Alfred M. Worden

Colonel, U.S. Air Force (Retired)
Born February 7, 1932, in Jackson, Michigan.
BS in military science from U.S. Military Academy
;MS in astronautical and aeronautical engineering
and instrumentation engineering from University of Michigan.

About the Man

Worden was graduated from the United States Military Academy in June 1955 and, after being commissioned in the Air Force, received flight training at Moore Air Base, Texas; Laredo air Force Base, Texas; and Tyndall Air Force Base, Florida.

Prior to his arrival for duty at the Johnson Space Center, he served as an instructor at the Aerospace Research Pilots School-- from which he graduated in September 1965. He is also a February 1965 graduate of the Empire Test Pilots School in Farnborough, England.

He attended Randolph Air Force Base Instrument Pilots Instructor School in 1963 and served as a pilot and armament officer from March 1957 to May 1961 with the 95th Fighter Interceptor Squadron at Andrews Air Force Base, Maryland.

He has logged more than 4,000 hours flying time--which includes 2,500 hours in jets.

Worden was one of the 19 astronauts selected by NASA in April 1966. He served as a member of the astronaut support crew for the Apollo 9 flight and as backup command module pilot for the Apollo 12 flight.

About the Spaceflight

Apollo 15

July 26-August 07, 1971

Worden served as command module pilot for Apollo 15. His companions on the flight were David R. Scott, spacecraft commander, and James B. Irwin, lunar module commander.

Apollo 15 was the fourth manned lunar landing mission and the first to visit and explore the moon's Hadley Rille and Apennene Mountains which are located on the southeast edge of the Mare Imbrium (Sea of Rains). Apollo 15 achievements include:

  • Largest payloads placed in earth and lunar orbits
  • First scientific instrument module bay flown and operated on an Apollo spacecraft
  • Longest lunar surface stay time (the lunar module, "Falcon," remained on ground for 66 hours and 54 minutes)
  • Longest lunar surface EVA (Scott and Irwin logged 18 hours and 35 minutes each during three excursions onto the lunar surface)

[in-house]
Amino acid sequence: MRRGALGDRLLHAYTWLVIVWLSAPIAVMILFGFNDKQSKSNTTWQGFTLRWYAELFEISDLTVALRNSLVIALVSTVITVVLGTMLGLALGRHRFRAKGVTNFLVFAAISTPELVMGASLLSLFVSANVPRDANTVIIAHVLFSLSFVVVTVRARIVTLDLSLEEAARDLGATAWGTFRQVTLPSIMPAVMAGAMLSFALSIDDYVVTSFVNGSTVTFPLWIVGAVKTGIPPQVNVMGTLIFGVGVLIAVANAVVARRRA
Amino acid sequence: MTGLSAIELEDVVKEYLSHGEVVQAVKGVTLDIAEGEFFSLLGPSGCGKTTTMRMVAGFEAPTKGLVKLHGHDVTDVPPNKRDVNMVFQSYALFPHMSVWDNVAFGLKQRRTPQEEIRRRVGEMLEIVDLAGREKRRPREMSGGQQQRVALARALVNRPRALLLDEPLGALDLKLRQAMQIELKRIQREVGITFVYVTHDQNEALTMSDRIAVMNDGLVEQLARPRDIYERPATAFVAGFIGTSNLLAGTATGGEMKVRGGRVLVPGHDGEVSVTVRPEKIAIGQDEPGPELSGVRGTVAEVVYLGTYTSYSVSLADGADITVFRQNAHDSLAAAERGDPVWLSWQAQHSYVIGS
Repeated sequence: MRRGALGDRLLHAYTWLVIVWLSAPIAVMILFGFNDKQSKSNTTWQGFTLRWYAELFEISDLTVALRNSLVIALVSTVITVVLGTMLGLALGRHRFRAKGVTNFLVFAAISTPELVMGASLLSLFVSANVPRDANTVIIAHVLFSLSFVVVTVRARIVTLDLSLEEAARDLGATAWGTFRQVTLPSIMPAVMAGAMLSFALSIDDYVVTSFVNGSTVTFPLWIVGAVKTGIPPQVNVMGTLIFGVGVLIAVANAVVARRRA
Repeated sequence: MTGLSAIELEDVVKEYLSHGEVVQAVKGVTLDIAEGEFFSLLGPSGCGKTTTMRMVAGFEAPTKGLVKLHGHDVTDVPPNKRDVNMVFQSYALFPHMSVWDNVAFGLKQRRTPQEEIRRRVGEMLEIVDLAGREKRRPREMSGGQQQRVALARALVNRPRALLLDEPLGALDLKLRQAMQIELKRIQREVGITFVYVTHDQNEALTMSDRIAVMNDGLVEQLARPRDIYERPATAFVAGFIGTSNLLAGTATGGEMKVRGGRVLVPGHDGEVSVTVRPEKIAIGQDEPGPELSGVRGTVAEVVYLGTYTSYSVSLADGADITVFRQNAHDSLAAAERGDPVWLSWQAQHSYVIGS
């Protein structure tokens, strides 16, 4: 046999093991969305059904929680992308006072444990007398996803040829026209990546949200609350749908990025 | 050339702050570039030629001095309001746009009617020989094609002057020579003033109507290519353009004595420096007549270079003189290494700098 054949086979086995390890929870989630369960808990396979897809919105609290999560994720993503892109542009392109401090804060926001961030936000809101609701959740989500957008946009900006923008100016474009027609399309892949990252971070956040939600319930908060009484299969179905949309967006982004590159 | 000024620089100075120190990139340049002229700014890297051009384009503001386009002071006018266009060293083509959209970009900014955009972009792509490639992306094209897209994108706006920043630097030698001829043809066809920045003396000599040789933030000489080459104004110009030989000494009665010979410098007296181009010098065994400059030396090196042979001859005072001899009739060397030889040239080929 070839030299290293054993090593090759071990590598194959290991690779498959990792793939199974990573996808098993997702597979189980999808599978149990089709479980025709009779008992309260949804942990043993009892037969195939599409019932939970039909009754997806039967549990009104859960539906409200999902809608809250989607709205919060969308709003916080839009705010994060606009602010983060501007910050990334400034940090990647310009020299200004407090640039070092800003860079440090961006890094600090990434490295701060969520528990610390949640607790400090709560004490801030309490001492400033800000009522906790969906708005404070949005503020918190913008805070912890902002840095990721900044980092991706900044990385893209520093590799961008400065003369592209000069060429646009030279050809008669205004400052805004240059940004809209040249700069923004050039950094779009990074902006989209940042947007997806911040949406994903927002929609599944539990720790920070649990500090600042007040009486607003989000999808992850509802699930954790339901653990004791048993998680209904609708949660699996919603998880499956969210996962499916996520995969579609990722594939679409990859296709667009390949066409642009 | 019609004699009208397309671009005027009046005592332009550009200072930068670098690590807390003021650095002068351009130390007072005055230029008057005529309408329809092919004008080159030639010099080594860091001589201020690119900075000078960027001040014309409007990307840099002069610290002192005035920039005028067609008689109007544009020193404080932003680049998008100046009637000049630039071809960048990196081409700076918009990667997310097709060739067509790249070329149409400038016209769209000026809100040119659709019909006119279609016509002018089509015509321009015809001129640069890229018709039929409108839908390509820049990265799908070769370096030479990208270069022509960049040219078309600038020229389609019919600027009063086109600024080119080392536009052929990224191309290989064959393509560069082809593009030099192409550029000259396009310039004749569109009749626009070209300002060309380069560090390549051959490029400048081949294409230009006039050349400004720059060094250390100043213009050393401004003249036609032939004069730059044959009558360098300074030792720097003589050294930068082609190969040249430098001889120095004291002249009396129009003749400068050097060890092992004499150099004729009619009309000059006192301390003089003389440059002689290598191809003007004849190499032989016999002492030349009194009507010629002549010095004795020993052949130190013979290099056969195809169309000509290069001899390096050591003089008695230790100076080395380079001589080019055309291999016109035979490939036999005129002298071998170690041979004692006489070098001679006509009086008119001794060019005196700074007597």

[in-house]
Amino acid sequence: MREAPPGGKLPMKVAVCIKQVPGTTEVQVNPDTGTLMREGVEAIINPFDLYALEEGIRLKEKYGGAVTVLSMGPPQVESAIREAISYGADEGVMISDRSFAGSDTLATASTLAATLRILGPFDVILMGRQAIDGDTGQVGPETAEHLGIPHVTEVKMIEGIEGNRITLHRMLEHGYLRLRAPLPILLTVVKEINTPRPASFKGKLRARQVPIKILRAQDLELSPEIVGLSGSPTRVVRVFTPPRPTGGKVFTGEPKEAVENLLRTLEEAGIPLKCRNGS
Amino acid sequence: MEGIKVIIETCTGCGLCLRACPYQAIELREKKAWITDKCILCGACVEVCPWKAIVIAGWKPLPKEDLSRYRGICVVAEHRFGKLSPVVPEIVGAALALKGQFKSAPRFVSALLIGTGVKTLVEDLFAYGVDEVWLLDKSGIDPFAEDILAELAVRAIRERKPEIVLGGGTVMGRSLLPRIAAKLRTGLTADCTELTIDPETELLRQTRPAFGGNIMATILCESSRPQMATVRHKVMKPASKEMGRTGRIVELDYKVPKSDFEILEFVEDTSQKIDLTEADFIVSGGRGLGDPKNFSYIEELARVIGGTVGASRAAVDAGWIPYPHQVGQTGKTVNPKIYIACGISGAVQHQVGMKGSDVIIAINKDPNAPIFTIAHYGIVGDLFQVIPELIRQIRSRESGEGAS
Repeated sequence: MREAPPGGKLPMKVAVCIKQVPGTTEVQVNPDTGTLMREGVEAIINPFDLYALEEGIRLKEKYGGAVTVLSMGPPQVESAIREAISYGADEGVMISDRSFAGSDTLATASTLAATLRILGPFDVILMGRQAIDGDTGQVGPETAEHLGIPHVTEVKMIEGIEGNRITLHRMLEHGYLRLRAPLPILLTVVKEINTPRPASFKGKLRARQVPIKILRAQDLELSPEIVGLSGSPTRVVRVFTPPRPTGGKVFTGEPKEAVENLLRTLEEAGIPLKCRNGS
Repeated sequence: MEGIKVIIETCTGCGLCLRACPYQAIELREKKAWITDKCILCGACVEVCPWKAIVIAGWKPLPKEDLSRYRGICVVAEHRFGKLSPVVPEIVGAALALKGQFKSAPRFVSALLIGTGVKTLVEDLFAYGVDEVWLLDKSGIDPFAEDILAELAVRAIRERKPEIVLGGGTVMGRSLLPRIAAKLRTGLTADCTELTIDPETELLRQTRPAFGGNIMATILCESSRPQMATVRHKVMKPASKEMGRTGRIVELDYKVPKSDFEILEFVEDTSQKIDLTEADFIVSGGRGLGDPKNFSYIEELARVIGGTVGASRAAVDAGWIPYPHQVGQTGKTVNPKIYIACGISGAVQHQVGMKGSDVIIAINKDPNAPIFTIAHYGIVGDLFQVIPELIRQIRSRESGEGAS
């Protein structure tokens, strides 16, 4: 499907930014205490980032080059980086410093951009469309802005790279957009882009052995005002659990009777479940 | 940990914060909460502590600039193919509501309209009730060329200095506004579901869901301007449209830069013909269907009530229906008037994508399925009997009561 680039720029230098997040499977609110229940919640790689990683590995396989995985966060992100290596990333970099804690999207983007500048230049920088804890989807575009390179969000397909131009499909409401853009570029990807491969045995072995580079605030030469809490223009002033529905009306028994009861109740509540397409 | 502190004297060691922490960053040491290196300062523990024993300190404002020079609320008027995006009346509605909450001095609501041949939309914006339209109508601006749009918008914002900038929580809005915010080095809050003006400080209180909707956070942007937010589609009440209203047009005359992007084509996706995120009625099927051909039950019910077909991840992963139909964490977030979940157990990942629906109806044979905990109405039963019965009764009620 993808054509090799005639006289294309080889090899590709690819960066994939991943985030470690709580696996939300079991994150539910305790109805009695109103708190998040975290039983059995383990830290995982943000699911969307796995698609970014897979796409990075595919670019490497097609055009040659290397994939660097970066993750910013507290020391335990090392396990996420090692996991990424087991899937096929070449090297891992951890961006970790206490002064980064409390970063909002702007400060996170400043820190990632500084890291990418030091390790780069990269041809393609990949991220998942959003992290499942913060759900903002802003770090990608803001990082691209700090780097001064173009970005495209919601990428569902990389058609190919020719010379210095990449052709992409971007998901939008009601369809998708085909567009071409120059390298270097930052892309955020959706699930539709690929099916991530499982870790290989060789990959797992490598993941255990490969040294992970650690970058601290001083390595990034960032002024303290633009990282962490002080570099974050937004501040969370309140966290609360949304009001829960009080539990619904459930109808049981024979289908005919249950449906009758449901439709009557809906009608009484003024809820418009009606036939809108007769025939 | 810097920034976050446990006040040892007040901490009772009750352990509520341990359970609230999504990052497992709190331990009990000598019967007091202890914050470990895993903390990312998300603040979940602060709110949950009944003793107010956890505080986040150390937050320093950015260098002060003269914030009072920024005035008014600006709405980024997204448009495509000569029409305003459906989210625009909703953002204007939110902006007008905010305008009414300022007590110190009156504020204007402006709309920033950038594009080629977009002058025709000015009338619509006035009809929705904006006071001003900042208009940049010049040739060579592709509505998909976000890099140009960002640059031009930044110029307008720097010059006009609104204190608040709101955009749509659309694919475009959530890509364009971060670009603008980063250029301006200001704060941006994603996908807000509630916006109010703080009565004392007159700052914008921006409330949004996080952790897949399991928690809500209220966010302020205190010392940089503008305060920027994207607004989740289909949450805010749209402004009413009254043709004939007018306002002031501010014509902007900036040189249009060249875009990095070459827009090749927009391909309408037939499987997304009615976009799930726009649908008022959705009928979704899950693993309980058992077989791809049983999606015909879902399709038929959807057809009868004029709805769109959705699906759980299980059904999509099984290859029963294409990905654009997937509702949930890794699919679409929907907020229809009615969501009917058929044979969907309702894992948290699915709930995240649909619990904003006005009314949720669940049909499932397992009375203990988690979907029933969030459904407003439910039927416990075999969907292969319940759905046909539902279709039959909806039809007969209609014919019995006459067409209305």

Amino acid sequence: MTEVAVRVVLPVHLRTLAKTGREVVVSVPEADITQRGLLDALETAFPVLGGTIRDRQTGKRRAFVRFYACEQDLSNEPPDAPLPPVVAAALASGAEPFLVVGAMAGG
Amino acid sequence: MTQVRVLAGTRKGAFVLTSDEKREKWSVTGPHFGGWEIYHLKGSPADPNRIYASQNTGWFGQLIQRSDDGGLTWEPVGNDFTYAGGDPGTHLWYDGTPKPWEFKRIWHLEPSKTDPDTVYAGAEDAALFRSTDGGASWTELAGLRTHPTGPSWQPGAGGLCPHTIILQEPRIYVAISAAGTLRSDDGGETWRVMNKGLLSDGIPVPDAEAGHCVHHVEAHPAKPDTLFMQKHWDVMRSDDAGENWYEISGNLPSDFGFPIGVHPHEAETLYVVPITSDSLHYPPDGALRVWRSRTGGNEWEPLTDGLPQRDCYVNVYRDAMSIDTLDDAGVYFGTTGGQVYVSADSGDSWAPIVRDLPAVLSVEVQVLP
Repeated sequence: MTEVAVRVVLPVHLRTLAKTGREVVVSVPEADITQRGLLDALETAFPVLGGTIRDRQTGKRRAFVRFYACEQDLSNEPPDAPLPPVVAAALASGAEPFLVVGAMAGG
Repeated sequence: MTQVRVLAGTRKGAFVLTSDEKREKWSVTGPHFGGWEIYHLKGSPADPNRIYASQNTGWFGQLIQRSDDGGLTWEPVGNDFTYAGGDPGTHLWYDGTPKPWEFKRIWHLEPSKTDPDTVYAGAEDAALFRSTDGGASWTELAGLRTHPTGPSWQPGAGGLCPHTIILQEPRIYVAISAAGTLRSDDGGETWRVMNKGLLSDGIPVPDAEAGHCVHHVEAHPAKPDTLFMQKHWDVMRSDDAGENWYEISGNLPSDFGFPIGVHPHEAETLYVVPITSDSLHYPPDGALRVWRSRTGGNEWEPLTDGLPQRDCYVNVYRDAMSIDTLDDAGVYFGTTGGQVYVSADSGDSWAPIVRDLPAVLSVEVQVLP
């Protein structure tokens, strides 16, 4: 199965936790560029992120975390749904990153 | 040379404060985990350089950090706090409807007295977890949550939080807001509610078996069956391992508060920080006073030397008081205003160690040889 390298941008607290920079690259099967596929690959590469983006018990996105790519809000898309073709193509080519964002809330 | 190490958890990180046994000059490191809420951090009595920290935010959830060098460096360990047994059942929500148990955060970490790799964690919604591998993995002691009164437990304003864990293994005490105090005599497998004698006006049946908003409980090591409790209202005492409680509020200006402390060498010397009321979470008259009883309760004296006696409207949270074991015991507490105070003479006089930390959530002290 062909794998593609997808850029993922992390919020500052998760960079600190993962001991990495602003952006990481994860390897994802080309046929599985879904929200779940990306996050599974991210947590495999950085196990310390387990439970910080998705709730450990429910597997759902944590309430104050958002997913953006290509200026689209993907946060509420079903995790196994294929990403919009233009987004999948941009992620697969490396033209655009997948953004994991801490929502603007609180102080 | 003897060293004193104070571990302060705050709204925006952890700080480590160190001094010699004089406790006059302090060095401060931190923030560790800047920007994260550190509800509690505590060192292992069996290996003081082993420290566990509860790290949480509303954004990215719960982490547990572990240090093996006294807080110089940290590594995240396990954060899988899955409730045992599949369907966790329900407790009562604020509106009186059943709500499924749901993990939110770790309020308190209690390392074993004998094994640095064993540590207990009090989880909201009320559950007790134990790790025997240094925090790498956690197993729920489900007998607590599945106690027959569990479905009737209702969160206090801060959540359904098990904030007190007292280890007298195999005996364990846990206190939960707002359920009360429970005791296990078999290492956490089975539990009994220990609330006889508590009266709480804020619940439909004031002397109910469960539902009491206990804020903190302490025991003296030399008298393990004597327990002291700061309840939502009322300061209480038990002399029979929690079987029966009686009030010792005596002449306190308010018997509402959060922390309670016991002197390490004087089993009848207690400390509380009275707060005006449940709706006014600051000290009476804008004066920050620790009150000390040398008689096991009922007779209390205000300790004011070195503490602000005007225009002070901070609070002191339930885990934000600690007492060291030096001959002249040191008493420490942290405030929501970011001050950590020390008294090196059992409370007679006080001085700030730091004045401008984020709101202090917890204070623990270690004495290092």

• Longest distance traversed on lunar surface
  • First use of lunar roving vehicle
  • First use of a lunar surface navigation device (mounted on Rover-1)
  • First subsatellite launched in lunar orbit
  • First EVA from a command module during transearth coast
Scott and Irwin collected approximately 171 pounds of lunar surface materials on their three expeditions onto the lunar surface; and Worden logged 38 minutes in extravehicular activity outside the command module, "Endeavour." In completing his three excursions to "Endeavour's" scientific instrument module bay, Worden retrieved film cassettes from the panoramic and mapping cameras and reported his personal observations of the general condition of equipment housed there. Apollo 15 concluded with a Pacific splashdown and subsequent recovery by the USS OKINAWA. In completing his space flight, Worden logged 295 hours and 11 minutes in space.

During 1972-1973, Worden was Senior Aerospace Scientist at the NASA Ames Research Center, and from 1973 to 1975, he was chief of the Systems Study Division at Ames.

After retirement from active duty in 1975, Worden became President of Maris Worden Aerospace, Inc., and is currently Staff Vice-President of BG Goodrich Aerospace Brecksville, Ohio.


                                                                                                muldrakester@gmail.com

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Worden's historic spaceflight in more detail:


The Original Seven
Honoring America's First Astronauts

NASA's 2nd Group of Astronauts
A Second Group is Chosen

NASA's 3rd Group of Astronauts
Another Group Is Needed

NASA's 4th Group of Astronauts
Eureka! NASA finds its 4th group!

NASA's 5th Group of Astronauts
Pilot Astronauts